* Saudi Arabia Spent at least $1.5bn on ‘Sportswashing’
* Taliban Believe They Have Already Won
* Sisi’s Incompetence
Saudi Arabia Spent at least $1.5bn on ‘Sportswashing’
Saudi Arabia has spent at least $1.5bn on high-profile international sporting events in a bid to bolster its reputation, a new report reveals. The oil-rich nation has invested millions across the sporting world, the report by the human rights organisation Grant Liberty says, from chess championships to golf, tennis and $60m alone on the Saudi Cup, the world’s richest horse-racing event with prize money of $20m. The report, also details the Kingdom’s $650m ten-year deal with Formula One, whose world championships begin this Sunday and for the first time will include a race in the port city of Jeddah. Grant Liberty’s analysis outlines the momentous scale of Saudi Arabia’s investments in what they term “sportswashing,” the practice of investing or hosting sporting events in a bid to obscure the Kingdom’s poor human rights record, and tout itself as a new leading global venue for tourism and events.
Taliban Believe They Have Already Won
In the week when Taliban’s deputy leader, Sirajuddin Haqqani, said the Taliban has defeated the enemy Afghanistan’s Tolo News reported that the Biden administration has asked the Taliban to agree to a continued US presence in Afghanistan for three or six months past May 1st. After Biden’s comments, the Taliban responded and warned if US troops remain in the country past May 1st that they would be targeted. Since the Doha Agreement was signed, the Taliban has lived up to its commitment not to attack US forces. February 8th marked the first full year that no US troops died in combat in Afghanistan since the war started. The question is if Biden will choose to stay past May 1st without the approval of the Taliban, which would likely mean an escalation of the almost 20-year-old war. What is for certain is that it’s not the US, but the Taliban that have the upper hand in any negotiations.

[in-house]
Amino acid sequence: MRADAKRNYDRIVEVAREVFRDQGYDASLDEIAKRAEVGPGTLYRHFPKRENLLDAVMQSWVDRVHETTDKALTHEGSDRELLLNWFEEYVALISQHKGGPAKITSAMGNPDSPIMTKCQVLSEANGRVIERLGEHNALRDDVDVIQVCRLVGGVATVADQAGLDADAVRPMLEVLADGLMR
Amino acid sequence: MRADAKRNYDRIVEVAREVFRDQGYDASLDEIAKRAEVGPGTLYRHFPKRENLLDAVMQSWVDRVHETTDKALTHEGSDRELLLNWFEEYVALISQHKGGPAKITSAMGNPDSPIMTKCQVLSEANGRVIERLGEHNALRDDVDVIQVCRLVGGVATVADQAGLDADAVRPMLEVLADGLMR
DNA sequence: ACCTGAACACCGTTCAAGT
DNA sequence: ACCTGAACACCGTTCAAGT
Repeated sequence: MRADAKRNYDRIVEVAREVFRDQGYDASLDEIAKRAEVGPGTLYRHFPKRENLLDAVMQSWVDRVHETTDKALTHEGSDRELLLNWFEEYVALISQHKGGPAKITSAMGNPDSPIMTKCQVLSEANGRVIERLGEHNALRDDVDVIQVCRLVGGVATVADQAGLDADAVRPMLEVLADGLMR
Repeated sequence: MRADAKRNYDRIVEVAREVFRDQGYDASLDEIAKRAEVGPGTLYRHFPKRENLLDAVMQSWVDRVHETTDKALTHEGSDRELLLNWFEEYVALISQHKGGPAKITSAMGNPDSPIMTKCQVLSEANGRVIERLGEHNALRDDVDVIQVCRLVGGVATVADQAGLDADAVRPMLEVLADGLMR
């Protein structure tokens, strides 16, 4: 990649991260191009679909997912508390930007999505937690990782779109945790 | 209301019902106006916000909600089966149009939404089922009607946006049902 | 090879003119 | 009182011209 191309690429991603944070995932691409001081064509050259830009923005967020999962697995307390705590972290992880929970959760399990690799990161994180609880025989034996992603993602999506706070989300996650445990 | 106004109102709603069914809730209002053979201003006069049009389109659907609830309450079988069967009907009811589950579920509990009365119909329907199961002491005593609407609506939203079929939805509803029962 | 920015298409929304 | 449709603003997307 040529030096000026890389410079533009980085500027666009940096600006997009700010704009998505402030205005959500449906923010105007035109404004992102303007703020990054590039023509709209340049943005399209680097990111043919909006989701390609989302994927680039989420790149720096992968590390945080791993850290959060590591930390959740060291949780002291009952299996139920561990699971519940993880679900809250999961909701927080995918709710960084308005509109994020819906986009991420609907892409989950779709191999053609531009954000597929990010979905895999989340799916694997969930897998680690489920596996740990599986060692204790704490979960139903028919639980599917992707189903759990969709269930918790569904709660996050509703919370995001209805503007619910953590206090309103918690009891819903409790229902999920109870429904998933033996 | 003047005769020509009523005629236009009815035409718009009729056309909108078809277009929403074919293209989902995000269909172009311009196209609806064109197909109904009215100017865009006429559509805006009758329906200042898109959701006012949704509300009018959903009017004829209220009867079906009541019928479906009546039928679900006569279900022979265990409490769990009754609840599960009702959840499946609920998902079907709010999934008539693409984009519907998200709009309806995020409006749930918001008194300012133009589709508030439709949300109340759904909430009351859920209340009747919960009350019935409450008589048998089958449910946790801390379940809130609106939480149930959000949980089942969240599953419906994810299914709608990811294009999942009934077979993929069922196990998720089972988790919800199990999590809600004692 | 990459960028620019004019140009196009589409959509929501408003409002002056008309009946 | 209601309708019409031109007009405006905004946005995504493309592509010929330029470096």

Whilst much of the world’s watched the problems caused by the closure of the Suez Canal due to a mega ship hitting groups when a dust storm was taking place. The regime response was nowhere to be seen. In Egypt for 26 hours, there was not a word about the closed canal, the shipping backing up in the Mediterranean and the Red Sea, or of the Ever Given itself. Instead, the Suez Canal Authority (SCA) issued a media statement announcing the successful transit of an Italian cruise ship with 65 Covid-19 cases aboard. There was a media blackout. And a day later that the lying started, with the first official statement noting that efforts were “continuing to reopen the canal”. The SCA downplayed the impacts on navigation, sending a “message of assurance that the navigation will continue as usual”. The authority warned journalists not to heed any news or rumours about the most serious incident to block the canal since the 1973 Arab-Israeli War. On Thursday, two days after the chaos had started, the SCA officially announced that navigation had been suspended. The incompetence of Sisi’s regime has already made Egypt a difficult place to live, but now his incompetence threatens a major international waterway.